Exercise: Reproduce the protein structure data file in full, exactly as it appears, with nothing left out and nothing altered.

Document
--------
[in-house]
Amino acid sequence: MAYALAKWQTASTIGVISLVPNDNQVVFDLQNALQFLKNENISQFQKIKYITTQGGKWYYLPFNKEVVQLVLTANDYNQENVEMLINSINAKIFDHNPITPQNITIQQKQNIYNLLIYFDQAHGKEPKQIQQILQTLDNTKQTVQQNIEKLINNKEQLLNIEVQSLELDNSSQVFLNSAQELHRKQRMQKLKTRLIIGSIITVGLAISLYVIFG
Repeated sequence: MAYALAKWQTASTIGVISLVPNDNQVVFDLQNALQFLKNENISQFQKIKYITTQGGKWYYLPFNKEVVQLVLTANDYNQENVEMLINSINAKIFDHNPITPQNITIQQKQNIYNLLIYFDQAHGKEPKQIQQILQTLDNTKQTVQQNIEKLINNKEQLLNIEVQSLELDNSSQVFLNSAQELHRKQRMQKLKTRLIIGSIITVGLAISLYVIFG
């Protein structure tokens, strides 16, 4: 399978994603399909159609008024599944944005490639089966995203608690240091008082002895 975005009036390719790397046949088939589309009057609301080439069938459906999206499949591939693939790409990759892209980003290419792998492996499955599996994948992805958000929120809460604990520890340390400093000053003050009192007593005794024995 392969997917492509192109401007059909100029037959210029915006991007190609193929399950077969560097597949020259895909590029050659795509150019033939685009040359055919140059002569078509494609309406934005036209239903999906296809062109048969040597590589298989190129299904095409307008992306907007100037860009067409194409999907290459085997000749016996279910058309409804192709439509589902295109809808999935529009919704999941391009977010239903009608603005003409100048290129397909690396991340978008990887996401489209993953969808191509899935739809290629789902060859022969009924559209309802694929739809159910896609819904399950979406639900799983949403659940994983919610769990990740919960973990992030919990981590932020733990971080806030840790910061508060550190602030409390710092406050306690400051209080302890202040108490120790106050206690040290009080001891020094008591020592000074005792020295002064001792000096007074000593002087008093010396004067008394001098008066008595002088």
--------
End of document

[in-house]
Amino acid sequence: MAYALAKWQTASTIGVISLVPNDNQVVFDLQNALQFLKNENISQFQKIKYITTQGGKWYYLPFNKEVVQLVLTANDYNQENVEMLINSINAKIFDHNPITPQNITIQQKQNIYNLLIYFDQAHGKEPKQIQQILQTLDNTKQTVQQNIEKLINNKEQLLNIEVQSLELDNSSQVFLNSAQELHRKQRMQKLKTRLIIGSIITVGLAISLYVIFG
Repeated sequence: MAYALAKWQTASTIGVISLVPNDNQVVFDLQNALQFLKNENISQFQKIKYITTQGGKWYYLPFNKEVVQLVLTANDYNQENVEMLINSINAKIFDHNPITPQNITIQQKQNIYNLLIYFDQAHGKEPKQIQQILQTLDNTKQTVQQNIEKLINNKEQLLNIEVQSLELDNSSQVFLNSAQELHRKQRMQKLKTRLIIGSIITVGLAISLYVIFG
């Protein structure tokens, strides 16, 4: 399978994603399909159609008024599944944005490639089966995203608690240091008082002895 975005009036390719790397046949088939589309009057609301080439069938459906999206499949591939693939790409990759892209980003290419792998492996499955599996994948992805958000929120809460604990520890340390400093000053003050009192007593005794024995 392969997917492509192109401007059909100029037959210029915006991007190609193929399950077969560097597949020259895909590029050659795509150019033939685009040359055919140059002569078509494609309406934005036209239903999906296809062109048969040597590589298989190129299904095409307008992306907007100037860009067409194409999907290459085997000749016996279910058309409804192709439509589902295109809808999935529009919704999941391009977010239903009608603005003409100048290129397909690396991340978008990887996401489209993953969808191509899935739809290629789902060859022969009924559209309802694929739809159910896609819904399950979406639900799983949403659940994983919610769990990740919960973990992030919990981590932020733990971080806030840790910061508060550190602030409390710092406050306690400051209080302890202040108490120790106050206690040290009080001891020094008591020592000074005792020295002064001792000096007074000593002087008093010396004067008394001098008066008595002088």